San Francisco has a lot to offer the visiting writer, from outstanding clam chowder to the renowned City Lights Bookstore. For me, one of the best reasons to visit was the 2020 San Francisco Writers Conference: A Celebration of Craft, Commerce, and Community, held over 4 days in mid-February on the Embarcadero.
Although I arrived at the Hyatt Regency Hotel a bit late on Thursday evening, I was still able to meet my pal George Stenitzer as he finished one of the Master’s Classes. We adjourned to the Lobby Bar for a late dinner, where a number of other attendees wandered in after class. Lively discussion accompanied the friendly get-together of writers from around the country.
Friday began on a positive note struck by breakfast Keynote Speaker Jonathan Maberry, who entertained the audience with the tale of his own journey from night club bouncer to writer across many genres. His message was one of encouragement to “try everything” and never say “no” to anything.
There was much to say “yes” to: The exhibit hall was staffed throughout the conference by representatives of writing and publishing organizations such as Bublish, Ingram Spark, and Smashwords, plus many non-profits. Also on site was the SFWC Bookstore, tables loaded with an assortment of books on craft, and also books by the speakers and presenters, with a schedule of signings. (Even copies of The Ghost of Jamie McVay were available.)
SFWC is one of those “full service” conferences, with presentations, workshops, and panel discussions in several threads throughout the week-end: You can skip around among sessions in marketing/promotions, publishing, and the craft of writing. My Friday choices included talks on fiction: Characterization, Crafting High Stakes, and Terrifying Your Readers, followed by marketing guru Rusty Shelton. Later in the afternoon I had brief one-on-one meetings with Shelton and with editor Mary Rakow.
George and I took advantage of the sunny weather to visit the nearby Ferry Building for lunch. We went back there for dinner, too, having missed the traditional “Dinner With Harvey” and others at a downtown restaurant.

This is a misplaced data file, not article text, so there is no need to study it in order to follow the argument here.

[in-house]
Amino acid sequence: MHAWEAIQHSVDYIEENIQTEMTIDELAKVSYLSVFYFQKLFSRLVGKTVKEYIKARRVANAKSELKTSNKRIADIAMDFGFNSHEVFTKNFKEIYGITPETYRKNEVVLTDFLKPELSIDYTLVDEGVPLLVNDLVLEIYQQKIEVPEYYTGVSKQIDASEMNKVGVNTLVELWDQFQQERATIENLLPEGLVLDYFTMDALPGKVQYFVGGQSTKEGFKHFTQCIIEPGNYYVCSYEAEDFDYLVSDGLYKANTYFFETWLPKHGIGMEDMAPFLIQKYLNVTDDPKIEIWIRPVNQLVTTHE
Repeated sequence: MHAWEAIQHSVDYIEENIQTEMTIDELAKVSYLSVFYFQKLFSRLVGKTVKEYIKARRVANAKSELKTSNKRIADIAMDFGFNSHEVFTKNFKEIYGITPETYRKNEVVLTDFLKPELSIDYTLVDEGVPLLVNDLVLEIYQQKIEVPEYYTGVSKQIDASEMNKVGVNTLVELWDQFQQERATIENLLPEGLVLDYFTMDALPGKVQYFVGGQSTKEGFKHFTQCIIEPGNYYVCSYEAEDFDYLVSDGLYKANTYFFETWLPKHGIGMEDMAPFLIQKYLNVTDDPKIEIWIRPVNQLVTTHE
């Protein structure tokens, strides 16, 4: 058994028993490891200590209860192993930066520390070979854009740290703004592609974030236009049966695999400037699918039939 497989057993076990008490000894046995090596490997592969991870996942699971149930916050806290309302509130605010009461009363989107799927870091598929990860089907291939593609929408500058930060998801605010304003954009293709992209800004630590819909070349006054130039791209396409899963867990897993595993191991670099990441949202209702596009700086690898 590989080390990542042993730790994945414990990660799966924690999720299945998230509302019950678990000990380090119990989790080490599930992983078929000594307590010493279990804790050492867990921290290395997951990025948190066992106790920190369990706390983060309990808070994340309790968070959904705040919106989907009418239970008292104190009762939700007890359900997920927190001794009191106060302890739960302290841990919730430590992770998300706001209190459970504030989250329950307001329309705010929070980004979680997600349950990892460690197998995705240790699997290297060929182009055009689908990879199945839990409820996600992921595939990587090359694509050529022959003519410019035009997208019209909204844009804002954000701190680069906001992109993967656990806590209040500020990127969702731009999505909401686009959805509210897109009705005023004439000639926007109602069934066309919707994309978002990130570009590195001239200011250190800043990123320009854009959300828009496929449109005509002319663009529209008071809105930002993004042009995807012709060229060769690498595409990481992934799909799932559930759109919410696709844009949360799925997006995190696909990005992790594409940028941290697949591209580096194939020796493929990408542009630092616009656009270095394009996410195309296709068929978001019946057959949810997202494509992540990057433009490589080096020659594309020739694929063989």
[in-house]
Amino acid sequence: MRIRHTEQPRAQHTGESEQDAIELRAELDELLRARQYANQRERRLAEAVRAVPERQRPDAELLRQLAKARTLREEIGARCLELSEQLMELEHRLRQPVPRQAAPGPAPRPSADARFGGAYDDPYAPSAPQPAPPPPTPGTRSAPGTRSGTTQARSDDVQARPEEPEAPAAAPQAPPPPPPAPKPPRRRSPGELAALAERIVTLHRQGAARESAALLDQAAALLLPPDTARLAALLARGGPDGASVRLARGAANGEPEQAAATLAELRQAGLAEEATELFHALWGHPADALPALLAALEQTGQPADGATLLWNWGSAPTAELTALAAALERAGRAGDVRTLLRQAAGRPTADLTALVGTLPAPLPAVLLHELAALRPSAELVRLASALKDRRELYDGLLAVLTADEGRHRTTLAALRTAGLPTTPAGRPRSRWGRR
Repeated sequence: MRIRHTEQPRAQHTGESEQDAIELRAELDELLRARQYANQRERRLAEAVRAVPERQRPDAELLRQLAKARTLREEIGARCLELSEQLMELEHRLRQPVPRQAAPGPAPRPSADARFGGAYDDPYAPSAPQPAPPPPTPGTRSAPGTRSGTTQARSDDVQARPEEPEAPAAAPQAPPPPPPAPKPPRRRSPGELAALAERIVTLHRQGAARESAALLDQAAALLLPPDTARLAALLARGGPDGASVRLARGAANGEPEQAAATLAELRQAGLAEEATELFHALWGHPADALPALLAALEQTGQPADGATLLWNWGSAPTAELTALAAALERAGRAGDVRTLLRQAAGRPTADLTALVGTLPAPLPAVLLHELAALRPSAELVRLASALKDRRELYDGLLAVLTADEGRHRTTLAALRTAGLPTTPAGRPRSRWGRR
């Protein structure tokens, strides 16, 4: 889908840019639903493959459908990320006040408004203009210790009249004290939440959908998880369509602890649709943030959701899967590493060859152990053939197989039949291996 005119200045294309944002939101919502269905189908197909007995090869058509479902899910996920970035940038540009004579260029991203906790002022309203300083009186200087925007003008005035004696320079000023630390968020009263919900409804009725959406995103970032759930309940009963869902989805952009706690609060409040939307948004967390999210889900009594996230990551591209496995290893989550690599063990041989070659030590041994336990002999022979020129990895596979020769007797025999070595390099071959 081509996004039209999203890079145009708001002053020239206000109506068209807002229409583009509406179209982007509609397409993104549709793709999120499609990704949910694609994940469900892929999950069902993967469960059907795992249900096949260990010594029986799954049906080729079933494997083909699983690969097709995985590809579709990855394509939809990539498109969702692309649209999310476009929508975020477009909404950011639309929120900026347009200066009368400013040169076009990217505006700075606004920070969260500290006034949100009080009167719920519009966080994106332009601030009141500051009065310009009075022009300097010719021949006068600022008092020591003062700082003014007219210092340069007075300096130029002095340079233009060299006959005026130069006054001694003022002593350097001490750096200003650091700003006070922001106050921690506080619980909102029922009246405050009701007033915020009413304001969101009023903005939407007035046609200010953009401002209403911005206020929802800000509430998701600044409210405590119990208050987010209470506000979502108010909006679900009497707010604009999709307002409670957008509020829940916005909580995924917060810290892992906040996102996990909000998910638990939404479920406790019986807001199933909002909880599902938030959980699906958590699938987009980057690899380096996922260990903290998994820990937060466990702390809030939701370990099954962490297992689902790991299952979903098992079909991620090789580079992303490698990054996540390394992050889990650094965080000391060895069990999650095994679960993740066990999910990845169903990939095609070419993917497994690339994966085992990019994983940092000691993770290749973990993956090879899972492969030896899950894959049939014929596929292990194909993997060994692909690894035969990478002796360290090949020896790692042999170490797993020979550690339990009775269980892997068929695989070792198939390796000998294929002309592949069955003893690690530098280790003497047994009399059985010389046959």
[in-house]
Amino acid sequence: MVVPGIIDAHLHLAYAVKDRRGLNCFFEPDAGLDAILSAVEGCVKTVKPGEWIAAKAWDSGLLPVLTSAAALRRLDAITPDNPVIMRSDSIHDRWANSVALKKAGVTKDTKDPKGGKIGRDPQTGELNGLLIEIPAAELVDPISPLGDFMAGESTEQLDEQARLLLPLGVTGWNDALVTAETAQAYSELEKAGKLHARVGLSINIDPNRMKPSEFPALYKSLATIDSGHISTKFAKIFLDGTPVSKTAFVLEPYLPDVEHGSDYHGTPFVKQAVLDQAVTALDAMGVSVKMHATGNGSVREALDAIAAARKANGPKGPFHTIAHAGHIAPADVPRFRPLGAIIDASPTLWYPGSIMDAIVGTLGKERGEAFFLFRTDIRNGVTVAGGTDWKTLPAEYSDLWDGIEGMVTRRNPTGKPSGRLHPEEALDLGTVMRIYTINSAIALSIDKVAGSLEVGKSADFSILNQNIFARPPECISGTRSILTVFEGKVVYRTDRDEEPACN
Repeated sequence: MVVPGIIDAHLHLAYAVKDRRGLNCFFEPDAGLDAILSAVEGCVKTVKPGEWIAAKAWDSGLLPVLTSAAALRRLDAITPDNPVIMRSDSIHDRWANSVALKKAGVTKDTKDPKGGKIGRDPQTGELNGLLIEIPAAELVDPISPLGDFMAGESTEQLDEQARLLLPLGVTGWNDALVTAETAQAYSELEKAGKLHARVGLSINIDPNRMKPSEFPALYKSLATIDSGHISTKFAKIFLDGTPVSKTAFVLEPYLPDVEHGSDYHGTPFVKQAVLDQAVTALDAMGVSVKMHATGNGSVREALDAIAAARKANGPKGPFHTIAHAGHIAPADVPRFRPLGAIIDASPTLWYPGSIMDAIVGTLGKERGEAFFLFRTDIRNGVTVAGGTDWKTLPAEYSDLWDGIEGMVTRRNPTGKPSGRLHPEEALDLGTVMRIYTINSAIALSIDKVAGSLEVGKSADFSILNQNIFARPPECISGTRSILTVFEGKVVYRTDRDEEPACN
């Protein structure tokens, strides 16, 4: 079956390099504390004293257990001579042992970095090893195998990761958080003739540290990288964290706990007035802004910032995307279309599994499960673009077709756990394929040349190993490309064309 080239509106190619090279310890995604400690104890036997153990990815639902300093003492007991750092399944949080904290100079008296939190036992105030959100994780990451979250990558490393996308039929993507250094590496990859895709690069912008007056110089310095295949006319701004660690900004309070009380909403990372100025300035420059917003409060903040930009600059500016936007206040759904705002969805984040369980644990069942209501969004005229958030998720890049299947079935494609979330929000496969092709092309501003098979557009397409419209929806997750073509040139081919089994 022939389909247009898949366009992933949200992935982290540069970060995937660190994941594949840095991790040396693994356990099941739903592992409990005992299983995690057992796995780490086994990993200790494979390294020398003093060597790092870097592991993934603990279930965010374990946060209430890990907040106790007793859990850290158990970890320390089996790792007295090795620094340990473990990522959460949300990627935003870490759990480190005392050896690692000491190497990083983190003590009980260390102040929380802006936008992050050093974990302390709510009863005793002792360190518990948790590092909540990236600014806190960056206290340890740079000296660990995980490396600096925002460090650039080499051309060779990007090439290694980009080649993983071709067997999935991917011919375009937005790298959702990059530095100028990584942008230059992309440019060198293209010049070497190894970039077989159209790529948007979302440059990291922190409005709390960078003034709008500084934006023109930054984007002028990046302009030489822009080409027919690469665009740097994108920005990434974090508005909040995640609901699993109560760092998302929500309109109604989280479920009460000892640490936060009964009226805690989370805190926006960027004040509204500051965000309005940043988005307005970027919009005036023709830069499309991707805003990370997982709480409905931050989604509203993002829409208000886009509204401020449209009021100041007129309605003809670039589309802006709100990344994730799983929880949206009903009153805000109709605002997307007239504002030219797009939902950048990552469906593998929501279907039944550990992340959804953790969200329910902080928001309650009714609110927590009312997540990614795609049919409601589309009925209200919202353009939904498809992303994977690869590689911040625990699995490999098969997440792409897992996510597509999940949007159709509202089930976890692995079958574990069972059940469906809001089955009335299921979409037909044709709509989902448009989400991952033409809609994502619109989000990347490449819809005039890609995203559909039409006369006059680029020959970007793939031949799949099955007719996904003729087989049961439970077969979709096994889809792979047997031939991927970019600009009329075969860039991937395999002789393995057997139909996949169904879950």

Saturday morning’s keynote speaker was publisher and author Brooke Warner, who spoke on “Embracing Your Publishing Dream”. Warner discussed current trends in publishing and brought up some recent controversies.
Added to the other threads on Saturday was the SFWC Poetry Summit, introducing a panel of local poets and a schedule of poetry-oriented workshops and discussions I attended.
Breaking that up was an entertaining lunch with author Walter Mosley, one of my favorite novelists, honored and interviewed by a local personality. Mosley reminded us to “write every day” as he does. His no-nonsense responses seemed to clear the air about some racial issues – he refused to be baited into any kinds of divisive comments.
I wasn’t prepared to pitch my novel to agents or editors, although many participants pay extra for such meetings, which are scheduled throughout the week-end. However Saturday afternoon, the conference allows one to “Ask a Pro” in an open setting where professionals are available for brief Q & A chats on a variety of topics.
A Saturday night highlight of the event is the Gala Cocktail Networking Party, with a nice buffet and a semi-cash bar, followed by the Poetry and Jazz Party, featuring the all-poet band COPUS and readings by poetry summit presenters. George and I read at the open mic portion, with the talented band providing an awesome soundtrack.
Sunday the conference continued with more sessions on all tracks, while others made their way to a pre-paid scheduled hour of Speed Dating with Agents. This activity gives writers a 3-minute opportunity to pitch their projects with the agents at private tables set around the room. At the sound of the ending bell, writers move on to get in line at another agent’s table. It’s a hectic, crazy experience, but if you deliver a well-composed pitch, the agent may offer some good advice, or even request that you send more pages for review.
Other than the speed dating, the pace of the conference slows on Sunday as participants check out and begin their homeward journeys with much to process: supplemental material (much is available online); lectures and other sessions (which can be purchased on tape); promotional materials from the many vendors; and books from the expansive collection of the bookstore.
With much on my mind and a little extra time to kill, I headed out to the Embarcadero and walked along the bayside enjoying the cool breeze and sunshine, in search of that San Francisco clam chowder. I found a hearty bowl at The Waterfront before my ride to the airport. Likewise, the SFWC served up satisfying, nourishing, invigorating fare.
One thought on “Report from the Embarcadero: SFWC 2020”
Hey Ray, Absolutely! Over the years I’ve fallen in love the San Francisco Writers Conference — so many people to meet and so much to learn from them! It’s always fun to share this experience with you. Let’s go again next year!